Materials made of self-spinning particles
Materials are either gas, liquid or solid, based on how their molecules respond to temperature and pressure. But what if the building blocks are self-spinning particles instead of ordinary molecules? Theoretical physicists found out what determines the phase of those artificial materials. Publication in PNAS.
When water reaches 100 °C, it turns into a gas phase. At sea level, that is. If you take away some air pressure, water will boil already at colder temperatures. It is clear that materials made up of ordinary molecules take on a phase depending on temperature and pressure. Leiden theoretical physicist Prof. Vincenzo Vitelli wondered what happens if materials have self-spinning dimers as building blocks instead.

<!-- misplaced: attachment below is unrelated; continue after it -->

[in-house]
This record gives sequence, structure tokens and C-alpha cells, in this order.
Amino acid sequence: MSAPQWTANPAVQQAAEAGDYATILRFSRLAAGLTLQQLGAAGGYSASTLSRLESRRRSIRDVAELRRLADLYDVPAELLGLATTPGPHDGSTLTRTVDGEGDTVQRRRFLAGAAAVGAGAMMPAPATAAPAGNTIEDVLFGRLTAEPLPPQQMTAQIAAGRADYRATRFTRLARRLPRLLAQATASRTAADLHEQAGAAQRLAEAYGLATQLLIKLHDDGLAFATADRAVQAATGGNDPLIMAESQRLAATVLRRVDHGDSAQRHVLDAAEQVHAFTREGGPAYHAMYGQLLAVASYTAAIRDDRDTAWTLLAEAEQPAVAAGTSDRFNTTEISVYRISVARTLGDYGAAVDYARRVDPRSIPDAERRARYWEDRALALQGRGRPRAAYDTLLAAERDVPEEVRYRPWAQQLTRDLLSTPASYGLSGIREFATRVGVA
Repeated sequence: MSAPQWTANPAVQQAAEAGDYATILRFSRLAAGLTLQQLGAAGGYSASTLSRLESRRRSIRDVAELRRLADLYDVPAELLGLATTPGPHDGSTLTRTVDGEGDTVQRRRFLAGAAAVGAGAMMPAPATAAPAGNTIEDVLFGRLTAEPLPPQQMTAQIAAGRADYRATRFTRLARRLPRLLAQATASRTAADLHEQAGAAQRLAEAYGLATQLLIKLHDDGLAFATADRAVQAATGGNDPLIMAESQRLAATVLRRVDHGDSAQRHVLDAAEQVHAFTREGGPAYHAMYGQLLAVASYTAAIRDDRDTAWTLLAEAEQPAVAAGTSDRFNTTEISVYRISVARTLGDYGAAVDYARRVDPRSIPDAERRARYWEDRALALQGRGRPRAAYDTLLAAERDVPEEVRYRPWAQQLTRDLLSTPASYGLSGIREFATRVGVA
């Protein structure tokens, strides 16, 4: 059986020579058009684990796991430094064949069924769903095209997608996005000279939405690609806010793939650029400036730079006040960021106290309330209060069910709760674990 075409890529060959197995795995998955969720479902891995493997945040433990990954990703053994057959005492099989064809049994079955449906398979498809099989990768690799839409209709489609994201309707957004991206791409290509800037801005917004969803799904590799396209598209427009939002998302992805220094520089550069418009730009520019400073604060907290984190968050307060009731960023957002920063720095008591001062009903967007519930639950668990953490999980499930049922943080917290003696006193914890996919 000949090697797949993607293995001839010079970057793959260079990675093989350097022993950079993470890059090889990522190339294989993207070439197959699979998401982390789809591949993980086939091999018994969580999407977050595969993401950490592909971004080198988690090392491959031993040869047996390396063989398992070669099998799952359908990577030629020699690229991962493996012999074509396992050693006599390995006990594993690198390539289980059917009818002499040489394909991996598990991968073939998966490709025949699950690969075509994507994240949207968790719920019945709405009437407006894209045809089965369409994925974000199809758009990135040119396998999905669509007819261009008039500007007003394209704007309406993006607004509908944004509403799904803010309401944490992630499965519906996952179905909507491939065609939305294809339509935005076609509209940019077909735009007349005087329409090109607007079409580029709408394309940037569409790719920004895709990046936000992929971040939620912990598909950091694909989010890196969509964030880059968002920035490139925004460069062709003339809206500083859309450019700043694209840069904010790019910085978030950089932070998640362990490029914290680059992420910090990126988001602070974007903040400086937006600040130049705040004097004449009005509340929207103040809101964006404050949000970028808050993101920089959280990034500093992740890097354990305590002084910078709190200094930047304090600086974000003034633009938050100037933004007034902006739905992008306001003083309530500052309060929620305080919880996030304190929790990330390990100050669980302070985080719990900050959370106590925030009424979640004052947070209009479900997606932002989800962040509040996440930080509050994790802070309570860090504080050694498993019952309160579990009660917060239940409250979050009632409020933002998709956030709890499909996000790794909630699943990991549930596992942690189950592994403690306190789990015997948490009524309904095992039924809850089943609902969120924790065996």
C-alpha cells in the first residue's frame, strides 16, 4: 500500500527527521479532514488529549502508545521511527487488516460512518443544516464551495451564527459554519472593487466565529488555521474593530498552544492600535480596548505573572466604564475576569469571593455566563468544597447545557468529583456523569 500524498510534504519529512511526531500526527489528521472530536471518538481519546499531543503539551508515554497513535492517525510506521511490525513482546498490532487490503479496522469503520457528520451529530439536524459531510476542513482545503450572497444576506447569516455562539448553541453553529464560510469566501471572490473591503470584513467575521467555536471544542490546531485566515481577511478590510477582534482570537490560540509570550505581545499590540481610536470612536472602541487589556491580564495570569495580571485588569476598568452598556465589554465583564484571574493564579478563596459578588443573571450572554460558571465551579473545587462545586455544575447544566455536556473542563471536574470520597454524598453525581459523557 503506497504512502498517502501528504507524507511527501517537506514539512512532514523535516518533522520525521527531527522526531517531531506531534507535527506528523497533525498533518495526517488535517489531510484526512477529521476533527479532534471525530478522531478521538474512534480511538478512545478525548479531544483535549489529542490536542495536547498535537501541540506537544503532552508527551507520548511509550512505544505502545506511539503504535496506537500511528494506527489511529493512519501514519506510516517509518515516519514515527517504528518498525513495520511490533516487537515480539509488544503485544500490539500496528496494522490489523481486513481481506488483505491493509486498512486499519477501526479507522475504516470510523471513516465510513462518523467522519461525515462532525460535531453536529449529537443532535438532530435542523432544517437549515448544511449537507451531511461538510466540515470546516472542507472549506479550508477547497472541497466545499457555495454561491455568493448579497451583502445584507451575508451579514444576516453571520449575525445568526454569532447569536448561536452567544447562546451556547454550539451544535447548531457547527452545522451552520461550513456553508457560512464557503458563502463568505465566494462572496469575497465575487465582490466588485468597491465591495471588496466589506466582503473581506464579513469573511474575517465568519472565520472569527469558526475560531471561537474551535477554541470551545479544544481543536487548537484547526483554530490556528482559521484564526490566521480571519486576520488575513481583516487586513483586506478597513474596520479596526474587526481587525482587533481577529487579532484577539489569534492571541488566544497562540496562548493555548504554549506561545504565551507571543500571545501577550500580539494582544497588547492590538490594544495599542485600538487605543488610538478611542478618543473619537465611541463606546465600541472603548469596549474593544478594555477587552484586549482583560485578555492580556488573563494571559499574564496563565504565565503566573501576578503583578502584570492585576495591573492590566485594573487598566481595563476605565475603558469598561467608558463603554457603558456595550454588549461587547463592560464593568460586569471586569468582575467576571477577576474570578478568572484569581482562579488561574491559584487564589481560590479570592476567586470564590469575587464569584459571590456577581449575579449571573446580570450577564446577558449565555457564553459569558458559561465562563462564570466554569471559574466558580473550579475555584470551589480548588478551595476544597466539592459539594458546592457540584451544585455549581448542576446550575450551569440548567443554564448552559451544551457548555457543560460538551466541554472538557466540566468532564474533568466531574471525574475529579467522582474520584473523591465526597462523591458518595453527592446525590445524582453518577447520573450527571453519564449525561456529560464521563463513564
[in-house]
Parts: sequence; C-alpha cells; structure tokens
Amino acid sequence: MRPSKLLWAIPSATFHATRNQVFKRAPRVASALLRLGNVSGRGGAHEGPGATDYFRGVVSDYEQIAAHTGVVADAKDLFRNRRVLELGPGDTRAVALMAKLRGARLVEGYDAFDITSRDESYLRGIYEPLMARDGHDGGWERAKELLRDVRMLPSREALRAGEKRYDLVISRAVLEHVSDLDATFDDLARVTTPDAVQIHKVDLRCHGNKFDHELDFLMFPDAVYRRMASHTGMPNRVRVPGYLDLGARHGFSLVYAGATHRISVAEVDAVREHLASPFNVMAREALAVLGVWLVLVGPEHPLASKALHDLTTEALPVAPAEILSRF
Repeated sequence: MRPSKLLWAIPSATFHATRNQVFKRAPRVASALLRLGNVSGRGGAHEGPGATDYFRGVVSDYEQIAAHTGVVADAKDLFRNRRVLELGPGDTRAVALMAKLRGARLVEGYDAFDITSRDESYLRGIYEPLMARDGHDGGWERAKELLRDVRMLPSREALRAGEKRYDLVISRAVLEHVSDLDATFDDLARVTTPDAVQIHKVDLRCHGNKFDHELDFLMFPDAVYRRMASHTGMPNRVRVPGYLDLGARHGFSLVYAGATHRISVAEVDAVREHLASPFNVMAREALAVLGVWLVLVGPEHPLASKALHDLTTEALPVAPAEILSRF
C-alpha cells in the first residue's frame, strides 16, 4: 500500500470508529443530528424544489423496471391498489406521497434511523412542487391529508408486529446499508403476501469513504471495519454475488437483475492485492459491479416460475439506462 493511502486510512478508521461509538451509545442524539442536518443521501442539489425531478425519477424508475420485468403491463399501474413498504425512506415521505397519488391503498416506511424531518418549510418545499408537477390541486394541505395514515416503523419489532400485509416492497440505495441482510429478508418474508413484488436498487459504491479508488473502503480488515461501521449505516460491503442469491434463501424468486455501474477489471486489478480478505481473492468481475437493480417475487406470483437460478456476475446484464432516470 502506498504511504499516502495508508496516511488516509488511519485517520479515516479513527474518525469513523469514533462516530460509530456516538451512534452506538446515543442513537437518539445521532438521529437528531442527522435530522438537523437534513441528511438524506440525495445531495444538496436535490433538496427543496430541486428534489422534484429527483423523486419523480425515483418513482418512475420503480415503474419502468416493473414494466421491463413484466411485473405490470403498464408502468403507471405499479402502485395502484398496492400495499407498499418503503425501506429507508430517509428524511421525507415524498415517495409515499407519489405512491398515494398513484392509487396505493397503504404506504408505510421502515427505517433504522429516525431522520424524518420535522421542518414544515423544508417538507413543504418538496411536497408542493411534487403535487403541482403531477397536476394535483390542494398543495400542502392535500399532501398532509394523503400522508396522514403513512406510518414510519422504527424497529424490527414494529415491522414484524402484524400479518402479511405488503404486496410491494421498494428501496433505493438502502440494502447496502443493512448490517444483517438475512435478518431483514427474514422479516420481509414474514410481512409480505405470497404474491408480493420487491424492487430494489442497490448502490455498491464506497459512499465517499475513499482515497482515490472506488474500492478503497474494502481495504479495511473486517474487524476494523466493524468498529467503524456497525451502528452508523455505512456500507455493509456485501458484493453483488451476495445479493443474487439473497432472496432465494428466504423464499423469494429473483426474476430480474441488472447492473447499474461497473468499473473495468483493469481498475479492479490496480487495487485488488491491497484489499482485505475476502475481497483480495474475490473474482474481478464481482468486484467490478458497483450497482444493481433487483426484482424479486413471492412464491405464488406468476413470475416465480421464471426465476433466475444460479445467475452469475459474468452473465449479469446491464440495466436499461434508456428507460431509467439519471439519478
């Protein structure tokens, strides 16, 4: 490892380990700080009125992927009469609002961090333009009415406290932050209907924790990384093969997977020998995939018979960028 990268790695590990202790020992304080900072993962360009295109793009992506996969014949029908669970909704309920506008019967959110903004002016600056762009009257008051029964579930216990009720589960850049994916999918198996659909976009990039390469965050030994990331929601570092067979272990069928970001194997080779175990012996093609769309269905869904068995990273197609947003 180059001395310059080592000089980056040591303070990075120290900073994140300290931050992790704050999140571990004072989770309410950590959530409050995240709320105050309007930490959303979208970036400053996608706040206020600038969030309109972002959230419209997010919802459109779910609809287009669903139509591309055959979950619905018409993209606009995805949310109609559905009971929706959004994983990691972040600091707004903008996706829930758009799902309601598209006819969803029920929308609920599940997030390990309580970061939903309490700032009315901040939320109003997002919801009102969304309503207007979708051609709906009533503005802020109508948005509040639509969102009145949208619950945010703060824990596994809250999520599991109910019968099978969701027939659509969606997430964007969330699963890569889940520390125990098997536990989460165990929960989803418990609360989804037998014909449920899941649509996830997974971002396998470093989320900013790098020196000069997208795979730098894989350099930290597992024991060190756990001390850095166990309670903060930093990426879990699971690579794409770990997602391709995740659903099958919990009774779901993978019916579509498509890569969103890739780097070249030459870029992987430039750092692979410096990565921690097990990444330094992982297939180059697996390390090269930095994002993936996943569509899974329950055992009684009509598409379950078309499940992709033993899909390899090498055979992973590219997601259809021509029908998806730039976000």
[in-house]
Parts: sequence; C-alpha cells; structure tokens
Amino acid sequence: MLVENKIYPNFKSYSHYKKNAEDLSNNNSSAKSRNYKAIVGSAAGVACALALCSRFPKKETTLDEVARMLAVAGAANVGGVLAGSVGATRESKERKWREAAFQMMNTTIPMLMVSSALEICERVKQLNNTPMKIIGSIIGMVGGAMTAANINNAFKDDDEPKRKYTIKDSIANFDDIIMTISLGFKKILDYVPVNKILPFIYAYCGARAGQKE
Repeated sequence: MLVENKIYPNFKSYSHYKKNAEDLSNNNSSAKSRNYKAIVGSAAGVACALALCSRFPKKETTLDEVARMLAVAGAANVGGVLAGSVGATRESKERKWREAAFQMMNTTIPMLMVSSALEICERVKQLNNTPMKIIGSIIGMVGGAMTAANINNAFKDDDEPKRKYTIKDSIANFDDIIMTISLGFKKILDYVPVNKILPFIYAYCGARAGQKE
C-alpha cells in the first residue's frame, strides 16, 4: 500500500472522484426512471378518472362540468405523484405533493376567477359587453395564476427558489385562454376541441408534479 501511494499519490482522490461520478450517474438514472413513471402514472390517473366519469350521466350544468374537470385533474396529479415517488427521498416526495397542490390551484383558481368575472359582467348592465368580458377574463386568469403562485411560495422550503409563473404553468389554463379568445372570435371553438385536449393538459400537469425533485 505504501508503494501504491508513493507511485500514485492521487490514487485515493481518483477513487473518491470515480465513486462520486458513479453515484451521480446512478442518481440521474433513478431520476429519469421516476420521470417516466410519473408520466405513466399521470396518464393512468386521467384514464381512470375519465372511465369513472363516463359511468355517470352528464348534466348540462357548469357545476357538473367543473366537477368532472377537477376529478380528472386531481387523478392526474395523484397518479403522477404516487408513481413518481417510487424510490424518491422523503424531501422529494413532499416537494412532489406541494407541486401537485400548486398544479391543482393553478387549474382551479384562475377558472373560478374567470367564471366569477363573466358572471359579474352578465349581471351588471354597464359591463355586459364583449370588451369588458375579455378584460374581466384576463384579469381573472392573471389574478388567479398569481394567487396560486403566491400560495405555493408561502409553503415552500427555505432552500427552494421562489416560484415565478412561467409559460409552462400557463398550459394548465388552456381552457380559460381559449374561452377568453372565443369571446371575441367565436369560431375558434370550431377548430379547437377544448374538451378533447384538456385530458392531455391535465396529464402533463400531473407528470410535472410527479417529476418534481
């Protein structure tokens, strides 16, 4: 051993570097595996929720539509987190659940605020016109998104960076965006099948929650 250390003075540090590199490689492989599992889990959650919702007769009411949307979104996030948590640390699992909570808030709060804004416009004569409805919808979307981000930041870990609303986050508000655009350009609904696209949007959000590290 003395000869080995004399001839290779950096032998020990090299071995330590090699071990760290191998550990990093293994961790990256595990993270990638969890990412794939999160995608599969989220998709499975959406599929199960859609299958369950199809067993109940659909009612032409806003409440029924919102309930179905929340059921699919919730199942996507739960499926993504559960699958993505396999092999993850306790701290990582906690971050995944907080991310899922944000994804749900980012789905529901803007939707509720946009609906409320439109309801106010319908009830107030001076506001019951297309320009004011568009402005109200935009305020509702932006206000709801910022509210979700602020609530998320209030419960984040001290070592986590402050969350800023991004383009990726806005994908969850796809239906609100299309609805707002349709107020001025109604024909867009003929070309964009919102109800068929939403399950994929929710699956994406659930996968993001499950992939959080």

To this end, first authors Benny van Zuiden and Jayson Paulose simulate self-spinning dimers on their computer and study how they organize themselves. When they apply a gradually increasing pressure on them, they see the system change from an ordered state to a very chaotic state.
In the figure below we see on the left a beautifully ordered state, with dimers neatly forming a triangular crystal lattice. Moreover, the relative orientation of nearby particles are locked as they spin.
At the far right, the concentration is so high that the system gets stuck in a glassy phase. Remarkably, there is a liquid phase in between. Usually a substance will become more solid as its density increases. Here the opposite happens.
So how can there be a liquid state? With low density, the dimers have plenty of room to move as they wish and stay in sync, like a group of stage dancers. When the stage is too small, dancers will bump in to each other and they chaotically move around, as particles in a liquid. If the stage however gets so tiny that dancers are unable to move, they get stuck in a disordered configuration reminiscent of a glass.